Working from home? Here are some tips to help you thrive in your home office space
It has been more than a year since the onset of the pandemic which forced many people to work from home. Initially, the set-up seemed to be a welcome dream, but months later many were struggling to carve out an appropriate space in their homes where they could feel energised and focused. With the boundaries between work and life blurred beyond recognition, how can we best utilise the spaces in our home to feel comfortable and productive?
Green spaces are happy spaces
When planning your home office space, don't just concentrate on the major things you need to get work done, like a computer or a desk. Think about how small design elements can affect your mood, wellbeing and overall approach to work. Since you spend hours at your desk every day, even the smallest of adjustments can make a big difference.
In 2014, a research team at the University of Exeter in the UK found that providing plants in workplaces improved productivity by up to 15%, as well as increased engagement and happiness in the workplace. So, the same should be implemented in your home workspaces. If you do not have a window facing nature, get some plants to spruce up your desk.
Find good lighting
A well-lit workspace is an absolute must. According to a recent study by the Department of Design and Environmental Analysis at Cornell, “optimising the amount of natural light in a workspace significantly improves health and wellness among workers, leading to gains in productivity”. Therefore, make sure your home office is positioned in the part of your house that gets the most natural daylight and watch your productivity and creativity grow.
If you do not have access to natural light, make sure you have several light sources, from a good desk lamp, a broad range of light bulbs or other indirect lighting. You can also brighten your workspace by painting the walls a lighter shade and accessorise your surroundings with office paraphernalia in cheerful colours.
Focus on good ergonomics
While tempting, it is best to avoid working on your bed or sofa. Even in a small home, it is essential to create some separation between your living and working spaces. If it is difficult for you to source an ergonomic chair, try to find a chair and table that let you work without hunching over.
Another option would be to consider devising your own "standing desk". You can do this at the kitchen counter or prop your system up on books at your table to create the right height. Always aim to build a setup that holds your back in alignment, so you won't lean over to see the screen.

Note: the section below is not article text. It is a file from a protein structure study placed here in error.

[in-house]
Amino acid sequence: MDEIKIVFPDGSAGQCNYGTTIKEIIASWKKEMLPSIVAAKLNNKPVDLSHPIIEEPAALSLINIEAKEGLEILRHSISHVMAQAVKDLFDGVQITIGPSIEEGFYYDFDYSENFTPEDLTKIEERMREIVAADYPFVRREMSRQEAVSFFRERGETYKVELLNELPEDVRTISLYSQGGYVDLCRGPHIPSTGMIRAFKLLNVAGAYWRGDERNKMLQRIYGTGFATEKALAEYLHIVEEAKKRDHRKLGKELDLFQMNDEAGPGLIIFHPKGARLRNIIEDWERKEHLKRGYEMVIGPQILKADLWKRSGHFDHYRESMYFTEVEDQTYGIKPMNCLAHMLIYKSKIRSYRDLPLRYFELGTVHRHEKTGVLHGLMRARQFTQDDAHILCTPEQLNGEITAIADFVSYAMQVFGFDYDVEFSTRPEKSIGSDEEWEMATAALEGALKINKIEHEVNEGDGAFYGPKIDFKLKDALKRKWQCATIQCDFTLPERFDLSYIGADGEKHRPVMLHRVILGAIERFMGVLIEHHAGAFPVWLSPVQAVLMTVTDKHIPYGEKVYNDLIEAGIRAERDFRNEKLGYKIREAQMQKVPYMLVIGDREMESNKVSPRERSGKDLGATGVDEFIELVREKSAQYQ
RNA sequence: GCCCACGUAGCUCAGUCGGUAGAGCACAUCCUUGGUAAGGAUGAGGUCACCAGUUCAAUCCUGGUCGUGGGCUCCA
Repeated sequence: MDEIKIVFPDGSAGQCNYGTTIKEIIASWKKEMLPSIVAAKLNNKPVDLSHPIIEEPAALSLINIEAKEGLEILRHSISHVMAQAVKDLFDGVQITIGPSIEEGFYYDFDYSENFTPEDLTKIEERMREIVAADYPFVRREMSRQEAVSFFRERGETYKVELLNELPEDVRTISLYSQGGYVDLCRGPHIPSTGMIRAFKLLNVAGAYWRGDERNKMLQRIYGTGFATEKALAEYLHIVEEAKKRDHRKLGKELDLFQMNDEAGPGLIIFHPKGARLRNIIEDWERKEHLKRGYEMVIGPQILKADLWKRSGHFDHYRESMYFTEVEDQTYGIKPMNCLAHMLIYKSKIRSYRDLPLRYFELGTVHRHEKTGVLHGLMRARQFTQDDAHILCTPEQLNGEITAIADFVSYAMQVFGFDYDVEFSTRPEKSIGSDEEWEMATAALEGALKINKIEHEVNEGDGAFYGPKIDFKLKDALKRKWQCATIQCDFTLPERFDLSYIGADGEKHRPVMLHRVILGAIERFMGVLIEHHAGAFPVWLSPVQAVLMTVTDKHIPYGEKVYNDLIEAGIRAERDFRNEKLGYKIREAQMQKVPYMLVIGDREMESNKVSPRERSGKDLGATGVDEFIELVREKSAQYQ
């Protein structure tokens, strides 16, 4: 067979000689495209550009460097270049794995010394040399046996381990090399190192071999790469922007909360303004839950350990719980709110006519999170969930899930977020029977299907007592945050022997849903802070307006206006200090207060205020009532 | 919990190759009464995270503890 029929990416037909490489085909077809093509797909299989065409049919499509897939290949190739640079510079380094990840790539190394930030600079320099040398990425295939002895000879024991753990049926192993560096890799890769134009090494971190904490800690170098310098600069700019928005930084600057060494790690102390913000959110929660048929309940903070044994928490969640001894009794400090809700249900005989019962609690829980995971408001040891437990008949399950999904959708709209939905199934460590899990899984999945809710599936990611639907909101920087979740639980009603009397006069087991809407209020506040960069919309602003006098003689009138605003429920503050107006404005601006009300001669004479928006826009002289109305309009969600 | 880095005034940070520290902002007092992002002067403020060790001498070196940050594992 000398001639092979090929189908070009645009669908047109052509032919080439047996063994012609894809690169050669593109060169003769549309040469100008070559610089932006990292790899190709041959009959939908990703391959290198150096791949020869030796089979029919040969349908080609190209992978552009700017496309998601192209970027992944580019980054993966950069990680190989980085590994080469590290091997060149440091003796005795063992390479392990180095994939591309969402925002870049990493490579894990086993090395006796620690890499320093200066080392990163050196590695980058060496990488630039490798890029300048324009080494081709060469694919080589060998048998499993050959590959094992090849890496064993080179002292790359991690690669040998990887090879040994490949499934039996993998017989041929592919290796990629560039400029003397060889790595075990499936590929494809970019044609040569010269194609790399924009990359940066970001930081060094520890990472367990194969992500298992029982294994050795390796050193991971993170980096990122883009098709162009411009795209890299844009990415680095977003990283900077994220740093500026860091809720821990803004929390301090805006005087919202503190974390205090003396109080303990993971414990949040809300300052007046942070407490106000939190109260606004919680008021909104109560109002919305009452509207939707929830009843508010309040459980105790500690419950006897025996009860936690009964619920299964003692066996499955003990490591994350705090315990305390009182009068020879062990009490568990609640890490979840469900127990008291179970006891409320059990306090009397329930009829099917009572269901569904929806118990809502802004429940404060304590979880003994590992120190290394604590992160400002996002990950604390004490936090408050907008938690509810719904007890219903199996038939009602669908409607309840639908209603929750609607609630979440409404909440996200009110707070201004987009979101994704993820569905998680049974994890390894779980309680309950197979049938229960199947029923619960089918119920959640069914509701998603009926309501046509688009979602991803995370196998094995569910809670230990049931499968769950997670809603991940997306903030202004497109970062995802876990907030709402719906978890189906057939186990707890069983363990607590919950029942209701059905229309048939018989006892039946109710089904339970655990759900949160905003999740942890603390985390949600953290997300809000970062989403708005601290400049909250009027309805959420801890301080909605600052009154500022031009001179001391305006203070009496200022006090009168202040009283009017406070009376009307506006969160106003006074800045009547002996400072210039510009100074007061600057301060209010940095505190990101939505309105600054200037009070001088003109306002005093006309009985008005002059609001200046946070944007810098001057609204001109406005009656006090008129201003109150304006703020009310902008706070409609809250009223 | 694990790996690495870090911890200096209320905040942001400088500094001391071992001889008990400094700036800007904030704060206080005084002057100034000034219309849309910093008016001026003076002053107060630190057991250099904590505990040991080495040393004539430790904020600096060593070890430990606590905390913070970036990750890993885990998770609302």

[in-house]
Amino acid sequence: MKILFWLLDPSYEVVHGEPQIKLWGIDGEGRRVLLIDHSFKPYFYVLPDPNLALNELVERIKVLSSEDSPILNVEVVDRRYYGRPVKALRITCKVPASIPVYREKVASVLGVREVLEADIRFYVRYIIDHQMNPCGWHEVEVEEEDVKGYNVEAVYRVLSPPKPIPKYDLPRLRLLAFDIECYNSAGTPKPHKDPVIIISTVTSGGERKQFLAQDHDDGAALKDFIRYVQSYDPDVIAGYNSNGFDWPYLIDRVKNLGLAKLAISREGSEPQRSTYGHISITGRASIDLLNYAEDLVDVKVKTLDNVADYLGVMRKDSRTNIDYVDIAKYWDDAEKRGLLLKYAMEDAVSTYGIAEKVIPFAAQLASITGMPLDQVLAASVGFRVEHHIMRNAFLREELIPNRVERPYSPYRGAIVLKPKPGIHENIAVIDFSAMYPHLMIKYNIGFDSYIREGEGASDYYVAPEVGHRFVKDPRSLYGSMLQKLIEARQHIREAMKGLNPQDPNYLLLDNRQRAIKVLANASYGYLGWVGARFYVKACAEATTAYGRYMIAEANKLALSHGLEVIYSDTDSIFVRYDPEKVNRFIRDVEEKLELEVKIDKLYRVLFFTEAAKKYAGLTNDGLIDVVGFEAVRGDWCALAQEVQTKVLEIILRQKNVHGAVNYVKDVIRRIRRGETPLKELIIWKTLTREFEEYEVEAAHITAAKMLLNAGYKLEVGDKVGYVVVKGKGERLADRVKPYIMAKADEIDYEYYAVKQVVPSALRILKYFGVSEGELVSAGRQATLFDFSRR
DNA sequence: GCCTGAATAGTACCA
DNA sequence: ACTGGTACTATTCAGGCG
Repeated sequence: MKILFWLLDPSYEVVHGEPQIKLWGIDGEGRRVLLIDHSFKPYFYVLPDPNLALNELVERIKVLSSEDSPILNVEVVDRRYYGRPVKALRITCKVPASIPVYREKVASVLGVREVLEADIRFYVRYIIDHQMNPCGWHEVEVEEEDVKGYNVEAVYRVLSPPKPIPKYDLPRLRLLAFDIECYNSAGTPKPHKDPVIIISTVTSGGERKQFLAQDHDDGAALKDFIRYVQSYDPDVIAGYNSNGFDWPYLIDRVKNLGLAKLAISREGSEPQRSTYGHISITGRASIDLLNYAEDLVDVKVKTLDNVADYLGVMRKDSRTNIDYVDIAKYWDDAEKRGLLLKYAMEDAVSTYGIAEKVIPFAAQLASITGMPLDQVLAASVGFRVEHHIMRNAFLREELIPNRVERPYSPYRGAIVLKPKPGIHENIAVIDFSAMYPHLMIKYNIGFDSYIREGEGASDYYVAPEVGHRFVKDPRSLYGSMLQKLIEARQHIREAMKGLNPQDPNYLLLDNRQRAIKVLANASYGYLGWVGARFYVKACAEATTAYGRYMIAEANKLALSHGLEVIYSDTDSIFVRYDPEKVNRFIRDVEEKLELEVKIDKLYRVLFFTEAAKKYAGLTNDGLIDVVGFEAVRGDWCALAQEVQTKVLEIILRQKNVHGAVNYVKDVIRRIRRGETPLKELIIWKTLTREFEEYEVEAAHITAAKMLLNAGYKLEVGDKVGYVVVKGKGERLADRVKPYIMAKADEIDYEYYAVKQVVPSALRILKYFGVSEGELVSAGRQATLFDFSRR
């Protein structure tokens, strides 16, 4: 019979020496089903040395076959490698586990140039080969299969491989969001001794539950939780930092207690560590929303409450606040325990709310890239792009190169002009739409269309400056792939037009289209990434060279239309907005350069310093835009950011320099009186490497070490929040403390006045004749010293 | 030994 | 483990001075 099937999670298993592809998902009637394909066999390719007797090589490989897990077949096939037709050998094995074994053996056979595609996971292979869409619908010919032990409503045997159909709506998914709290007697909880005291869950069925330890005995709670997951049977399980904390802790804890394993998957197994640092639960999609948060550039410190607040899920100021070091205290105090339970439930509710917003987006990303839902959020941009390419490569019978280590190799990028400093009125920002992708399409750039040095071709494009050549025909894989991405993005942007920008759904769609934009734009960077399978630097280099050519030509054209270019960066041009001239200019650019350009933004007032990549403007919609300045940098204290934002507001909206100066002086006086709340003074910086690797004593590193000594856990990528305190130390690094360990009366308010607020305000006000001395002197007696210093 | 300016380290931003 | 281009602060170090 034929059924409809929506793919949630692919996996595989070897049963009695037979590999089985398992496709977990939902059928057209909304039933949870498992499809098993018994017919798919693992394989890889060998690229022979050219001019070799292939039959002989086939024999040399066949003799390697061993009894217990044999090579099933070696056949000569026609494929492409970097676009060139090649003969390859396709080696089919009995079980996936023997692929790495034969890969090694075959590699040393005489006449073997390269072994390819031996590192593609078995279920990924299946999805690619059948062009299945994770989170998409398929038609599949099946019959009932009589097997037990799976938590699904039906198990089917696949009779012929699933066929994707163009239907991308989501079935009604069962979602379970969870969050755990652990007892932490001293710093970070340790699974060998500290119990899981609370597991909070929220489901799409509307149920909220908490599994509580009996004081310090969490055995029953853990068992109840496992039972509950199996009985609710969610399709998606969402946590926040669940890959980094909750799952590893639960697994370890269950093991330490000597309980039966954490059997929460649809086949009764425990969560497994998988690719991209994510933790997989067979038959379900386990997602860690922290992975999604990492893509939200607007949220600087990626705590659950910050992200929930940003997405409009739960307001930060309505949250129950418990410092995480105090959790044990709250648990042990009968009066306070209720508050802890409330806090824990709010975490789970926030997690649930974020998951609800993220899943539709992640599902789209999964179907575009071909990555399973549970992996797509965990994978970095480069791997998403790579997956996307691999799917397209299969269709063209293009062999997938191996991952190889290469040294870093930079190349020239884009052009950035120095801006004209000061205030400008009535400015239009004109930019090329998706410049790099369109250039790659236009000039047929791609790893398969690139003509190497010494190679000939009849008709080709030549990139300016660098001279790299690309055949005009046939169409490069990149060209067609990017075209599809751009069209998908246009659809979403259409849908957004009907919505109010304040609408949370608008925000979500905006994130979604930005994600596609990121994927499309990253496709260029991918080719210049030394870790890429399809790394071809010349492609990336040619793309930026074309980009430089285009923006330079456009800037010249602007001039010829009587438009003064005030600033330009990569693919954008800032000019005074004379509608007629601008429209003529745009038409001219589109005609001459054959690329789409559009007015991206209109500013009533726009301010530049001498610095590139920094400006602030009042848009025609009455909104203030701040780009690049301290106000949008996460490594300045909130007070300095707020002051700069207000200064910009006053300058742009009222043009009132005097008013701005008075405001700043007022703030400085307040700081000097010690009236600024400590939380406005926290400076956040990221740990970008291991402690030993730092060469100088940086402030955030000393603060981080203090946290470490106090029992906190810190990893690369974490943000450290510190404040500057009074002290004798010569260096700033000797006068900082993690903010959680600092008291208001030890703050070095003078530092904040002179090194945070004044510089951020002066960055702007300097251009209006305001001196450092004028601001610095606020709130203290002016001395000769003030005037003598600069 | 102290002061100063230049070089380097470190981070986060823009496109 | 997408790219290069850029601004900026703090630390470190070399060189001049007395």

Declutter your workspace
A clear desk policy is both a productivity boost and a great way to minimise the inevitable distractions of working in your own home. The first step in keeping your desk minimalistic is keeping fewer things on it and around it. Secondly, store your stationary supplies and other items that you do not use frequently on shelves or in drawers that are within your reach but out of your sight.
Thirdly, declutter your PC! We tend to save too many files right onto the computer desktop, making it difficult for us to find what we need, when we need it. Try to select a non-distracting wallpaper image, store finished projects within marked folders and remove all unnecessary icons on your main screen.
Make sure your workspace is conveniently located near a power outlet or look for an extension cord so you can plug in everything that you need at the same time.
If you're going to make a lot of video calls, try a mock call in your new office to see how it feels like. A clear wall that isn't too distracting is a good backdrop, and proper lighting enhances video quality. While you're at it, test out your internet speed and WiFi signal in that area of the house to make sure it is strong.
WFH can boost productivity
While balancing comfort, function and aesthetics is sometimes a challenge, you should consider the importance of each and prioritise them to create a more relaxed work environment. Research from a recent Harvard Business Review article suggests that people who follow their same office schedule from home get more done per day, as the quiet environment boosts their productivity.
Personalising your workspace is just the first step in designing a comfortable home office. No matter where you start, you should continue to address other areas of the room to eventually end up with a thoughtfully decorated space that will recharge your mind and improve your productivity.